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One-step synthesis of PbSe-ZnSe composite thin film.

Abe S - Nanoscale Res Lett (2011)

Bottom Line: The XRD result reveals that the solubility limit of Pb in ZnSe is quite narrow, less than 1 mol%, with obvious phase-separation in the composite thin films.A nanoscale elemental mapping of the film containing 5 mol% PbSe indicates that isolated PbSe nanocrystals are dispersed in the ZnSe matrix.The use of a phase-separating PbSe-ZnSe system and HWD techniques enables simple production of the composite package.

View Article: PubMed Central - HTML - PubMed

Affiliation: Research Institute for Electric and Magnetic Materials, Sendai 982-0807, Japan. abe@denjiken.ne.jp.

ABSTRACT
This study investigates the preparation of PbSe-ZnSe composite thin films by simultaneous hot-wall deposition (HWD) from multiple resources. The XRD result reveals that the solubility limit of Pb in ZnSe is quite narrow, less than 1 mol%, with obvious phase-separation in the composite thin films. A nanoscale elemental mapping of the film containing 5 mol% PbSe indicates that isolated PbSe nanocrystals are dispersed in the ZnSe matrix. The optical absorption edge of the composite thin films shifts toward the low-photon-energy region as the PbSe content increases. The use of a phase-separating PbSe-ZnSe system and HWD techniques enables simple production of the composite package.

No MeSH data available.


Optical absorption spectra for PbSe-ZnSe composite thin films.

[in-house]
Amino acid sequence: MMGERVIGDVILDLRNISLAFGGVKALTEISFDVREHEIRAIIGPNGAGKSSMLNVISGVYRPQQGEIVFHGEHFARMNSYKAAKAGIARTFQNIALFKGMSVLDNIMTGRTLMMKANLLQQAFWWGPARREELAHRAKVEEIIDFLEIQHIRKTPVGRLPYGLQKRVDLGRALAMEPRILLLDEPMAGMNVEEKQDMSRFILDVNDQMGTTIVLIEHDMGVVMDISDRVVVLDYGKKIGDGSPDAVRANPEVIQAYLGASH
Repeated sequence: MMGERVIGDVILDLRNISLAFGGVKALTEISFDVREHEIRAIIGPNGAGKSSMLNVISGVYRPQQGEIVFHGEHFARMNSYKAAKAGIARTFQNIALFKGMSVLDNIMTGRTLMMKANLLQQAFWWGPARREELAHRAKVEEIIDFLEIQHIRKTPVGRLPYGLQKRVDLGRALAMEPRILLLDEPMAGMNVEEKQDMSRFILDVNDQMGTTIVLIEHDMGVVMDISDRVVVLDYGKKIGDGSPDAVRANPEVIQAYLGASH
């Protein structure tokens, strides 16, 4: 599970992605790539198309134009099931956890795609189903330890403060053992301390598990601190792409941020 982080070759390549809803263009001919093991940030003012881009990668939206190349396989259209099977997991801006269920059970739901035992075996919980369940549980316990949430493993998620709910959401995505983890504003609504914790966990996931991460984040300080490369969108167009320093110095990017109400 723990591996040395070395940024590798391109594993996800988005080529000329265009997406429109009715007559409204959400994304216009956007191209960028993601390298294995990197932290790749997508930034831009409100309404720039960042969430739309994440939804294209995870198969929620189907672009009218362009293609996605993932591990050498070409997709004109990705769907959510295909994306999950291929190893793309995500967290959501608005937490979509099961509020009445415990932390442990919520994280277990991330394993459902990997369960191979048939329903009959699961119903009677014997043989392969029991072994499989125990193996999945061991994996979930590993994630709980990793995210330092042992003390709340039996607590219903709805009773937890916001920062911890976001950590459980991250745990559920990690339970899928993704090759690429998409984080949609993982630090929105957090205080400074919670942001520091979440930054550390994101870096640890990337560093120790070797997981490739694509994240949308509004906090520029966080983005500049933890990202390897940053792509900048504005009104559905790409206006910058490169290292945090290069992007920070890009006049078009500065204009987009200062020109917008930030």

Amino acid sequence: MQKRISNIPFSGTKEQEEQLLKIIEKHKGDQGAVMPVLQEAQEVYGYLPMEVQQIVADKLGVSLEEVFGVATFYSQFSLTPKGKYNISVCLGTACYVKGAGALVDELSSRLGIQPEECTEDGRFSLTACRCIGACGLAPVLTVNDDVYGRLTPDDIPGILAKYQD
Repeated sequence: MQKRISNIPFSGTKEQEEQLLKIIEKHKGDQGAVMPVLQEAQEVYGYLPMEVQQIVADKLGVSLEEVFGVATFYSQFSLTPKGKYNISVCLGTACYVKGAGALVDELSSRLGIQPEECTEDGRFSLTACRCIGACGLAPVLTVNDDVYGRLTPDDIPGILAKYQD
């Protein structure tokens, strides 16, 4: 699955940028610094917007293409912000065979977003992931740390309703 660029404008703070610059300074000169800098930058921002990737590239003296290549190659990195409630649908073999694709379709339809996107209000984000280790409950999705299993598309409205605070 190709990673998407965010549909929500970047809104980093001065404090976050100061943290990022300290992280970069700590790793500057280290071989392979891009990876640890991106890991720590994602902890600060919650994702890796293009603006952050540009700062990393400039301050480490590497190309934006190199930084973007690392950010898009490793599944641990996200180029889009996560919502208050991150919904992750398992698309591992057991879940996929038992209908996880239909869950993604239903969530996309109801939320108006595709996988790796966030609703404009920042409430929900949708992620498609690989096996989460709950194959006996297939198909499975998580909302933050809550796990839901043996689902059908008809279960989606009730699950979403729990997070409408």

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Figure 5: Optical absorption spectra for PbSe-ZnSe composite thin films.

Mentions: Figure 5 depicts optical absorption spectra for the PbSe-ZnSe composite thin films. For comparison, the spectrum of a pure ZnSe thin film is also presented in the figure. PbSe and ZnSe have direct band structures [21,22], and an intact absorbance is employed here to exactly evaluate the absorption edge. At a 0 mol% PbSe, the optical absorption edge of ZnSe is clearly observed at 2.7 eV. Weak absorption then broadly appears at a PbSe concentration of 1 mol% in the visible region, together with the optical absorption edge of ZnSe. Such multiple absorptions are also seen in the spectra at concentrations up to 7 mol%, indicating the obvious phase separation of the PbSe-ZnSe system. The broad absorption edge shifts toward the lower-energy region as the PbSe content increases. In particular, onset absorption can be confirmed at approximately 1.0 eV at 16 mol% PbSe, favorably covering the desirable energy region for high conversion efficiency [23]. Therefore, it should be noted that the PbSe-ZnSe composite thin film exhibits the valuable characteristic of vis-NIR absorption. However, it is unclear whether the shift of the optical absorption edge is due to the PbSe nanocrystals, since the mean grain size of the PbSe remains almost the same at 27 nm irrespective of the PbSe content, according to the XRD result (Figure 3) using Scherrer's equation [24]. The minimal appearance of infrared absorption at 16 mol% PbSe strongly suggests that relatively large-scale PbSe grains are partially involved in the composite film, since the energy band gap of bulk PbSe is 0.27 eV [22]. Another TEM image also indicates the presence of relatively large PbSe crystals of approximately 100 nm, even with a small amount of 5 mol% PbSe (not shown here). Hence, the mean grain size of the PbSe is bimodally distributed in the composite. These large-scale PbSe grains probably dominate the full width at half maximum value of the XRD peak, resulting in no obvious relation between the optical absorption shift and the PbSe grain size. The size control of the nanocrystalline PbSe is therefore insufficient in the present study. The substrate temperature thus adopted seems to assist in the aggregation of PbSe nanocrystals. However, a one-step synthesis of the composite package has the potential to lead to low-cost production of next-generation solar cells.